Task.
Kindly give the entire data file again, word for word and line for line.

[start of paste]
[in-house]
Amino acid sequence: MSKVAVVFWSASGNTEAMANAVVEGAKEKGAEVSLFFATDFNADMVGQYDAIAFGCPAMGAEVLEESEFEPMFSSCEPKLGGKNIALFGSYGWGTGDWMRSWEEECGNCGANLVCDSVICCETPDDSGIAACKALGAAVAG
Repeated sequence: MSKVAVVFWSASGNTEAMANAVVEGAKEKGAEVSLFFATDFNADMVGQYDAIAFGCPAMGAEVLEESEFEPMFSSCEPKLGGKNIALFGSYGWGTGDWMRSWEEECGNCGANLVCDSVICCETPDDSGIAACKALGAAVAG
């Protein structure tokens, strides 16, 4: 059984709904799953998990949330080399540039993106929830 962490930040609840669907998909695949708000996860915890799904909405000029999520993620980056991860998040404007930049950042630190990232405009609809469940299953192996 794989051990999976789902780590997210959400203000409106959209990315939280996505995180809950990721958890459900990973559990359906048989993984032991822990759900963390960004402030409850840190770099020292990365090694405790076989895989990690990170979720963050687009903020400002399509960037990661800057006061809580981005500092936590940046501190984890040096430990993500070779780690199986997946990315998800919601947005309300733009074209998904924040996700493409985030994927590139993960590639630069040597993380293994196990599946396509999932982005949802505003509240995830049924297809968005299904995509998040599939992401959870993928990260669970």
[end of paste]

[in-house]
Amino acid sequence: MSKVAVVFWSASGNTEAMANAVVEGAKEKGAEVSLFFATDFNADMVGQYDAIAFGCPAMGAEVLEESEFEPMFSSCEPKLGGKNIALFGSYGWGTGDWMRSWEEECGNCGANLVCDSVICCETPDDSGIAACKALGAAVAG
Repeated sequence: MSKVAVVFWSASGNTEAMANAVVEGAKEKGAEVSLFFATDFNADMVGQYDAIAFGCPAMGAEVLEESEFEPMFSSCEPKLGGKNIALFGSYGWGTGDWMRSWEEECGNCGANLVCDSVICCETPDDSGIAACKALGAAVAG
């Protein structure tokens, strides 16, 4: 059984709904799953998990949330080399540039993106929830 962490930040609840669907998909695949708000996860915890799904909405000029999520993620980056991860998040404007930049950042630190990232405009609809469940299953192996 794989051990999976789902780590997210959400203000409106959209990315939280996505995180809950990721958890459900990973559990359906048989993984032991822990759900963390960004402030409850840190770099020292990365090694405790076989895989990690990170979720963050687009903020400002399509960037990661800057006061809580981005500092936590940046501190984890040096430990993500070779780690199986997946990315998800919601947005309300733009074209998904924040996700493409985030994927590139993960590639630069040597993380293994196990599946396509999932982005949802505003509240995830049924297809968005299904995509998040599939992401959870993928990260669970």